Can we blame gout’s resurgence on ketosis? —

Over the past decade, the number of people developing gout and related complications has risen dramatically. This increase has been linked to the popularity of carbohydrates as a source of fuel. For example, the recent shift towards low carbohydrate diets, such as the keto diet, can be thought to have contributed to the increase in gout and related complications.

All of us remember, fondly or not, the fabulous “Rocky” movie with its iconic fight scene featuring the boxer against the Russian, Ivan Drago, and his henchman: Apollo Creed. The fight scene, obviously, is nothing more than the opposite of the ketogenic diet, in which the body burns fat for fuel. For this movie, however, the diet had to be represented by the character of Rocky, played by Sylvester Stallone.

For years gout has been known as a disease caused by alcohol, but it’s been recently discovered that gout has a high correlation with a diet that centers around high fat intake like ketogenic diets.  So, how much truth is there to this claim?

“My toe aches so much that just looking at it hurts!” When I heard the fat 50ish-year-old guy crying in the emergency department about his agony, I was a third-year medical student. At first, I assumed he was exaggerating in order to obtain greater pain medication. But then I recalled all the texts that said gout is very painful. My attendance verified that, indeed, this was a frequent gout presentation, which I will never forget. Gout is a painful condition.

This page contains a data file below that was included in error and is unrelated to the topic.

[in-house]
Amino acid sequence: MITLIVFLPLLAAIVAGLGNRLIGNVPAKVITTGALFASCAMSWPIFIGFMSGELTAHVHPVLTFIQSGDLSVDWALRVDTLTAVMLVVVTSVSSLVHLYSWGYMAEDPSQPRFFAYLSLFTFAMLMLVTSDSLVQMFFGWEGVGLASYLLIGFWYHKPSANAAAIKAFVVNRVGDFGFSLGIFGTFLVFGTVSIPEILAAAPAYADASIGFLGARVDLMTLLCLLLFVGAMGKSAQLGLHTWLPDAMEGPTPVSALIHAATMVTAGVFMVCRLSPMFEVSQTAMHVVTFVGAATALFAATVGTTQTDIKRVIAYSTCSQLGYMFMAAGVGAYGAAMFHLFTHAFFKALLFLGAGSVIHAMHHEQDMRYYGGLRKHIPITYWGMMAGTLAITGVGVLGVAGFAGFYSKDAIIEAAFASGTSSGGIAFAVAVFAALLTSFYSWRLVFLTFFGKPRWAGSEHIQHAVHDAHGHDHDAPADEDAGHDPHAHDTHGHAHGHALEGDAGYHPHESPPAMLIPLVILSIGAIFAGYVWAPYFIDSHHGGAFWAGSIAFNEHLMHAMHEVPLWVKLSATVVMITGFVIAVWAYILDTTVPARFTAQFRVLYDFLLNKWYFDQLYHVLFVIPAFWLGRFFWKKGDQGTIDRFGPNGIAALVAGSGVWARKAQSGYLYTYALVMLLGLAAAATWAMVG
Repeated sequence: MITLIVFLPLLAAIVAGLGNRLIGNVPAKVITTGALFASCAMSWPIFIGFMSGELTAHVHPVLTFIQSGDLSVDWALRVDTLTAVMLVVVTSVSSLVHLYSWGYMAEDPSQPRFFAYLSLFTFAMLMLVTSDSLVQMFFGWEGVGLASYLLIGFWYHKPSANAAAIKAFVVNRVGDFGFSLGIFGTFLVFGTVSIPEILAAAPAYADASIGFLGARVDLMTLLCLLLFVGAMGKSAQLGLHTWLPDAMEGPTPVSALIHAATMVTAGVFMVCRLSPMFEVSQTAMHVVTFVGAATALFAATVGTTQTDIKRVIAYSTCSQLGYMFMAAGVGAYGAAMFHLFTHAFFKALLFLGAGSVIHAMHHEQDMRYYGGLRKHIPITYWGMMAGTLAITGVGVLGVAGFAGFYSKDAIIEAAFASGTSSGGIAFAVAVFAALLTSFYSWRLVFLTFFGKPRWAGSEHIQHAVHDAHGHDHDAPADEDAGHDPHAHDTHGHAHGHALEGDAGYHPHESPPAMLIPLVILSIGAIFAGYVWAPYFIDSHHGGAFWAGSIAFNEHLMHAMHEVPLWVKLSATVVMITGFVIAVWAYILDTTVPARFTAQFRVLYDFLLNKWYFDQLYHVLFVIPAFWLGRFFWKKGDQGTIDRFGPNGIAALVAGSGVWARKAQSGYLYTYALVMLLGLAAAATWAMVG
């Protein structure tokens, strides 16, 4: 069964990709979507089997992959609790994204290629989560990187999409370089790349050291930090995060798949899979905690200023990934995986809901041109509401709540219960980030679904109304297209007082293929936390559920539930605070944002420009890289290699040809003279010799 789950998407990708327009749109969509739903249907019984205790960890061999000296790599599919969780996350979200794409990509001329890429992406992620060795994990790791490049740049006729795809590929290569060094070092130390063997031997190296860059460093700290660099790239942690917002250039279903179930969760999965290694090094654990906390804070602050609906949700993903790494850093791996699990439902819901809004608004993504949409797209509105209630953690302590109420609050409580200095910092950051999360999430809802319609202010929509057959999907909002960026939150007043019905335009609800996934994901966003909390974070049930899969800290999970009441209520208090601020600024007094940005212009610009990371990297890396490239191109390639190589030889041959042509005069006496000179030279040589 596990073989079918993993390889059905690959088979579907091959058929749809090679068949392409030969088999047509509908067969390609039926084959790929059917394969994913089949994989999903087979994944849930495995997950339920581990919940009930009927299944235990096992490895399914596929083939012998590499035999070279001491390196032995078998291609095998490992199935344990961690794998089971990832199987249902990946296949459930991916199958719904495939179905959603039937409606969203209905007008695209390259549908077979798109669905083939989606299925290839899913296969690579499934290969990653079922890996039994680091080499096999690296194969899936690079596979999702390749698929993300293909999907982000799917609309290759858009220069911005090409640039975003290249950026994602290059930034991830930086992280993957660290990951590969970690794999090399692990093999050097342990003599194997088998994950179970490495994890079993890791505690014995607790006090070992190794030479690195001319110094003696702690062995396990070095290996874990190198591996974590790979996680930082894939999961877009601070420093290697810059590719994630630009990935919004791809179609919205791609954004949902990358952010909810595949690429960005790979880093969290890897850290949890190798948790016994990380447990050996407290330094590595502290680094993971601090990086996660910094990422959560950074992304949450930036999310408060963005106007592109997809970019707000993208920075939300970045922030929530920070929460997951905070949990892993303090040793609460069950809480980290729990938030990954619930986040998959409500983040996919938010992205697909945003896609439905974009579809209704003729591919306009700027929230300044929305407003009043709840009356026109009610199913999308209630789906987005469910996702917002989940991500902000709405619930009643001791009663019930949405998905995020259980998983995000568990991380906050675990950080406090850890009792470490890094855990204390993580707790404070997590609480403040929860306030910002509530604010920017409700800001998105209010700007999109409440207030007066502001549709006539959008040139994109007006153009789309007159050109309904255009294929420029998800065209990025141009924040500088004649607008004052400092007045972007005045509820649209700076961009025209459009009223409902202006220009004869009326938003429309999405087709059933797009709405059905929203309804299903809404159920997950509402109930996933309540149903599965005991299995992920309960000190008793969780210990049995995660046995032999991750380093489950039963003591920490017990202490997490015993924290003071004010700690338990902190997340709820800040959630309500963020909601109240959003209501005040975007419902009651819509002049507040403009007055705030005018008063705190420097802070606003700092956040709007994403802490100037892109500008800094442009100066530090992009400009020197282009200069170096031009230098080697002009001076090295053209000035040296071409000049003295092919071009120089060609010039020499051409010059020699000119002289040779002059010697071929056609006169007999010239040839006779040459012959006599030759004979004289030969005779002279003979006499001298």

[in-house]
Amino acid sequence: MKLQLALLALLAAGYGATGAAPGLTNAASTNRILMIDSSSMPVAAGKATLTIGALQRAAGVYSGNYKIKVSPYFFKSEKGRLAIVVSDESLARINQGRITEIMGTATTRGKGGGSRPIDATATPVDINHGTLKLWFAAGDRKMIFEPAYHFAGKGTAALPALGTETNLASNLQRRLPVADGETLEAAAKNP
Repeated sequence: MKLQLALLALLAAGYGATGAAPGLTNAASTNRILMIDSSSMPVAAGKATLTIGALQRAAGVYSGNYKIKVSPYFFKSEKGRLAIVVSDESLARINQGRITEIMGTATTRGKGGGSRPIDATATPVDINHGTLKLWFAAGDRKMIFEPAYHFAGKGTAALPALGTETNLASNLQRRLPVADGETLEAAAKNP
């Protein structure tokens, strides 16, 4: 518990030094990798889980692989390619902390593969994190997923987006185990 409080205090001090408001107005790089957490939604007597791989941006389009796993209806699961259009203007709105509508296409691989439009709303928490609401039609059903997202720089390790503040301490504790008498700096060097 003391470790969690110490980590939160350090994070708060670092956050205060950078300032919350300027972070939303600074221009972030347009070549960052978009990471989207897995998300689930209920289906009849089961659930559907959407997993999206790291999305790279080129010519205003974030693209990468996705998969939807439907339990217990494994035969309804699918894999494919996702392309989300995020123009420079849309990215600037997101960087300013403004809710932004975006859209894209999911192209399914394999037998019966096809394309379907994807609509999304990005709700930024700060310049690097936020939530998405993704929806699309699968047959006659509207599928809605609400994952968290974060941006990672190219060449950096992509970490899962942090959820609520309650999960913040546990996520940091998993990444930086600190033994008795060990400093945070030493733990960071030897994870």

Gout has long been linked with the upper class aristocrats’ “opulence” and “indulgence.” Gout, on the other hand, is now a disease that affects people from all socioeconomic backgrounds.

Gout is making a return, according to The Cut.

In fact, according to a storey in The Cut, gout is on the rise again, not only among fat Americans, but also among young, otherwise healthy people who begin a ketogenic diet:

This increase is mainly attributed to the rising incidence of obesity and hypertension, according to doctors. However, Dr. Leigh Vinocur, an emergency physician, has observed a new crop of young, trim individuals presenting with signs of the illness; patients who do not have pre-diabetes, high blood pressure, or hypertension. She thinks that trendy diets like keto, which promotes a low-carb, high-protein diet, have something to do with it. “Quick-fix diets like keto and paleo, where you eat a lot of fat and protein,” she adds, “may lead to gout.” “It’s ironic: contemporary life has resulted in an increase in one of the world’s oldest illnesses, from the food industrial complex to brand-new diets like keto .”

Is this possible? Is a ketogenic diet linked to gout flare-ups?

For starters, no solid studies explicitly looking at the incidence of gout after beginning a keto diet exist. In fact, most gout nutritional research focuses on uric acid levels in the blood, which is the primary component of gout crystals seen in afflicted joints. As previously stated, ketogenic diets may induce a short-term increase in uric acid levels, which can lead to an increased risk of gout. Low-carb diets, on the other hand, seem to lower uric acid levels over time and therefore may be helpful for avoiding gout rather than causing it.